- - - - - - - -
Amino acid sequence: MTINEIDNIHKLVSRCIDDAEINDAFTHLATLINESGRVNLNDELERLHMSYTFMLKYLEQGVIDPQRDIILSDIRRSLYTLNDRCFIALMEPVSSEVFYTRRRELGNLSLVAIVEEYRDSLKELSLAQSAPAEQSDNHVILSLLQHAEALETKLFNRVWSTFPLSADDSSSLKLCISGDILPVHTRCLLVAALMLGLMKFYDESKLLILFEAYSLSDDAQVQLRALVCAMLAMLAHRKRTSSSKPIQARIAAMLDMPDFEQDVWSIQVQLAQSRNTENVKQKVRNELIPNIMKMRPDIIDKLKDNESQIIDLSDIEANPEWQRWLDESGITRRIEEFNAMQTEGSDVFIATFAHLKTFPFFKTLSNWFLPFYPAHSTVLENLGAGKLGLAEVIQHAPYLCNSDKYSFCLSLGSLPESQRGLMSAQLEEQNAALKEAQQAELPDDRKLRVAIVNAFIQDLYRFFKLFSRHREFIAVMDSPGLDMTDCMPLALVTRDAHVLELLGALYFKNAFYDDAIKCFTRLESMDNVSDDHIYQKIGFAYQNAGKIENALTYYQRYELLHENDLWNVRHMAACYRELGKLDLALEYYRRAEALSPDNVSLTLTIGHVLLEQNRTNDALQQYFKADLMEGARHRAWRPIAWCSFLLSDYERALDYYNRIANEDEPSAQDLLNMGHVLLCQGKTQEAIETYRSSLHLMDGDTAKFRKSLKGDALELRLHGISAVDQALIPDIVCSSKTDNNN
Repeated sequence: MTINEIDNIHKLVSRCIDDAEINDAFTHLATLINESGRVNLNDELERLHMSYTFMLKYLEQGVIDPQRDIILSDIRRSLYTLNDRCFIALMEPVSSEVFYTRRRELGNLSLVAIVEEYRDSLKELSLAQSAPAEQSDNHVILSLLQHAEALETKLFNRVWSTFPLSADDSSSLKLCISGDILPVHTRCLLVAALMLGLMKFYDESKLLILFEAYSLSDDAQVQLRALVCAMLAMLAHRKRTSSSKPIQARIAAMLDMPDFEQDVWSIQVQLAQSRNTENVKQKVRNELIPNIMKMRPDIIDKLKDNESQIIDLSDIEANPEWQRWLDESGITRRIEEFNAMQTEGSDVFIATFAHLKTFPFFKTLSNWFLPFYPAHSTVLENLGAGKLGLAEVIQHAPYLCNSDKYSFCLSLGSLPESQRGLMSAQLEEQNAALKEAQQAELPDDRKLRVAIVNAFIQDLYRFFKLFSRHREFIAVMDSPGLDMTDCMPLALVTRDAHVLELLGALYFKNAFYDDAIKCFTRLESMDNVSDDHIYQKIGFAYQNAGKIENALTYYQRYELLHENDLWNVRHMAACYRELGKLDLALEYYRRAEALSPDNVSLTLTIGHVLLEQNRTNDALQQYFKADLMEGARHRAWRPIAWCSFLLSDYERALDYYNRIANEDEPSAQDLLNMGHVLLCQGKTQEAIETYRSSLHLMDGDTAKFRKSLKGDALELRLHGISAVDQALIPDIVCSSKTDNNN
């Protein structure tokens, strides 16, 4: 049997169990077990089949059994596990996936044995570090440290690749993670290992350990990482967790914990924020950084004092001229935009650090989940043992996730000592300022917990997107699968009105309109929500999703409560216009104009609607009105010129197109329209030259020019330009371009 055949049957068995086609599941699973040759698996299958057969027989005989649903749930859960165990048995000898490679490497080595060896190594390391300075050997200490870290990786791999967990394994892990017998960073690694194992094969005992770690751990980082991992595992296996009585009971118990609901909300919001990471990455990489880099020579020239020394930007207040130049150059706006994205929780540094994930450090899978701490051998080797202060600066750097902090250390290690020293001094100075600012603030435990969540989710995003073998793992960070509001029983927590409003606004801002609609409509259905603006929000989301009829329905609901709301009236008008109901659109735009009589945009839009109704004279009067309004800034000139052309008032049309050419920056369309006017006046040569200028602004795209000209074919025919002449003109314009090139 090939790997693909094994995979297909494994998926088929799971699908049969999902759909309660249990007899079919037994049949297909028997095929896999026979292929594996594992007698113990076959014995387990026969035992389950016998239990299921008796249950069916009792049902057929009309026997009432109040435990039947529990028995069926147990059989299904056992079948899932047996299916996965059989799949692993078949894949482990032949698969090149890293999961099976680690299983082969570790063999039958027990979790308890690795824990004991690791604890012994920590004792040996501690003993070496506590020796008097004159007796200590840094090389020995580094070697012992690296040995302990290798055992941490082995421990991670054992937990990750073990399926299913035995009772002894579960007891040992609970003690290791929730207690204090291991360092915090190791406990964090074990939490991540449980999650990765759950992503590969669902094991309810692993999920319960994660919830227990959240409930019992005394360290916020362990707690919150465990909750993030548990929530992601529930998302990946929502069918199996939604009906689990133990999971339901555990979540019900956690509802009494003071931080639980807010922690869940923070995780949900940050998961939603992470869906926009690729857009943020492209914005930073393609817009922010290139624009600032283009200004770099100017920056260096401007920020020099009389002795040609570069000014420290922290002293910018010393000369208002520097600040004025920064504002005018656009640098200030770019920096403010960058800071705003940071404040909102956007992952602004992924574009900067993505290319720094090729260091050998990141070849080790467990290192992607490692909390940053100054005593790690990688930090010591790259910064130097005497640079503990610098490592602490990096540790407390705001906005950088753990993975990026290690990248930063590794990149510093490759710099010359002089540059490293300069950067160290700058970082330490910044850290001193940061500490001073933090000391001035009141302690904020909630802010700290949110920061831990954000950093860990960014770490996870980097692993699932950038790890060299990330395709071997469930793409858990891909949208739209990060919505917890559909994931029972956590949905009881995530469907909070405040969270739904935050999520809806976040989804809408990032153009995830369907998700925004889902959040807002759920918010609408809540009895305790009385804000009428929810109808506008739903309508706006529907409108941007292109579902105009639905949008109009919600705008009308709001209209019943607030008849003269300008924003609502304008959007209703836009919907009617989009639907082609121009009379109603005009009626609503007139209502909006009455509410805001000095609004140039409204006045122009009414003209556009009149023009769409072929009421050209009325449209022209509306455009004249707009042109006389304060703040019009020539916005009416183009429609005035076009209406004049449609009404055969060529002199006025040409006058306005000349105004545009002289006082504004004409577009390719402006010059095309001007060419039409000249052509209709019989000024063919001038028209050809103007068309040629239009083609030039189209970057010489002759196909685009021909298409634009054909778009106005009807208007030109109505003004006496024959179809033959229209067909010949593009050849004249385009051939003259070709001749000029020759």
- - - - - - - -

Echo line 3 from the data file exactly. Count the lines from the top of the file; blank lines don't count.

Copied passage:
């Protein structure tokens, strides 16, 4: 049997169990077990089949059994596990996936044995570090440290690749993670290992350990990482967790914990924020950084004092001229935009650090989940043992996730000592300022917990997107699968009105309109929500999703409560216009104009609607009105010129197109329209030259020019330009371009 055949049957068995086609599941699973040759698996299958057969027989005989649903749930859960165990048995000898490679490497080595060896190594390391300075050997200490870290990786791999967990394994892990017998960073690694194992094969005992770690751990980082991992595992296996009585009971118990609901909300919001990471990455990489880099020579020239020394930007207040130049150059706006994205929780540094994930450090899978701490051998080797202060600066750097902090250390290690020293001094100075600012603030435990969540989710995003073998793992960070509001029983927590409003606004801002609609409509259905603006929000989301009829329905609901709301009236008008109901659109735009009589945009839009109704004279009067309004800034000139052309008032049309050419920056369309006017006046040569200028602004795209000209074919025919002449003109314009090139 090939790997693909094994995979297909494994998926088929799971699908049969999902759909309660249990007899079919037994049949297909028997095929896999026979292929594996594992007698113990076959014995387990026969035992389950016998239990299921008796249950069916009792049902057929009309026997009432109040435990039947529990028995069926147990059989299904056992079948899932047996299916996965059989799949692993078949894949482990032949698969090149890293999961099976680690299983082969570790063999039958027990979790308890690795824990004991690791604890012994920590004792040996501690003993070496506590020796008097004159007796200590840094090389020995580094070697012992690296040995302990290798055992941490082995421990991670054992937990990750073990399926299913035995009772002894579960007891040992609970003690290791929730207690204090291991360092915090190791406990964090074990939490991540449980999650990765759950992503590969669902094991309810692993999920319960994660919830227990959240409930019992005394360290916020362990707690919150465990909750993030548990929530992601529930998302990946929502069918199996939604009906689990133990999971339901555990979540019900956690509802009494003071931080639980807010922690869940923070995780949900940050998961939603992470869906926009690729857009943020492209914005930073393609817009922010290139624009600032283009200004770099100017920056260096401007920020020099009389002795040609570069000014420290922290002293910018010393000369208002520097600040004025920064504002005018656009640098200030770019920096403010960058800071705003940071404040909102956007992952602004992924574009900067993505290319720094090729260091050998990141070849080790467990290192992607490692909390940053100054005593790690990688930090010591790259910064130097005497640079503990610098490592602490990096540790407390705001906005950088753990993975990026290690990248930063590794990149510093490759710099010359002089540059490293300069950067160290700058970082330490910044850290001193940061500490001073933090000391001035009141302690904020909630802010700290949110920061831990954000950093860990960014770490996870980097692993699932950038790890060299990330395709071997469930793409858990891909949208739209990060919505917890559909994931029972956590949905009881995530469907909070405040969270739904935050999520809806976040989804809408990032153009995830369907998700925004889902959040807002759920918010609408809540009895305790009385804000009428929810109808506008739903309508706006529907409108941007292109579902105009639905949008109009919600705008009308709001209209019943607030008849003269300008924003609502304008959007209703836009919907009617989009639907082609121009009379109603005009009626609503007139209502909006009455509410805001000095609004140039409204006045122009009414003209556009009149023009769409072929009421050209009325449209022209509306455009004249707009042109006389304060703040019009020539916005009416183009429609005035076009209406004049449609009404055969060529002199006025040409006058306005000349105004545009002289006082504004004409577009390719402006010059095309001007060419039409000249052509209709019989000024063919001038028209050809103007068309040629239009083609030039189209970057010489002759196909685009021909298409634009054909778009106005009807208007030109109505003004006496024959179809033959229209067909010949593009050849004249385009051939003259070709001749000029020759």